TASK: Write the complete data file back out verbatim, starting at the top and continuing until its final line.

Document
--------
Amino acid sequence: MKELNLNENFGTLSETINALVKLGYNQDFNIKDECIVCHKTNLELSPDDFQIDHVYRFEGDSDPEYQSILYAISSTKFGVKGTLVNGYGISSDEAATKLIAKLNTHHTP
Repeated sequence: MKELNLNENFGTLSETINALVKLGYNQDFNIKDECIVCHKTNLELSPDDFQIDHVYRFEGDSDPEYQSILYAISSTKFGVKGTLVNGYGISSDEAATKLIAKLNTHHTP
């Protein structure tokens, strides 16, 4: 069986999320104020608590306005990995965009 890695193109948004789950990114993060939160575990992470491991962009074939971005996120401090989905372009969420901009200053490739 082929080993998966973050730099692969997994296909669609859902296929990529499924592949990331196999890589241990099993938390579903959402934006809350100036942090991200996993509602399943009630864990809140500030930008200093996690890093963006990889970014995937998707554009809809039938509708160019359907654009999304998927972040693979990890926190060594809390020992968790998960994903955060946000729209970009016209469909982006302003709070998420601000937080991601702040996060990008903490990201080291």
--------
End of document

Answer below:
Amino acid sequence: MKELNLNENFGTLSETINALVKLGYNQDFNIKDECIVCHKTNLELSPDDFQIDHVYRFEGDSDPEYQSILYAISSTKFGVKGTLVNGYGISSDEAATKLIAKLNTHHTP
Repeated sequence: MKELNLNENFGTLSETINALVKLGYNQDFNIKDECIVCHKTNLELSPDDFQIDHVYRFEGDSDPEYQSILYAISSTKFGVKGTLVNGYGISSDEAATKLIAKLNTHHTP
């Protein structure tokens, strides 16, 4: 069986999320104020608590306005990995965009 890695193109948004789950990114993060939160575990992470491991962009074939971005996120401090989905372009969420901009200053490739 082929080993998966973050730099692969997994296909669609859902296929990529499924592949990331196999890589241990099993938390579903959402934006809350100036942090991200996993509602399943009630864990809140500030930008200093996690890093963006990889970014995937998707554009809809039938509708160019359907654009999304998927972040693979990890926190060594809390020992968790998960994903955060946000729209970009016209469909982006302003709070998420601000937080991601702040996060990008903490990201080291």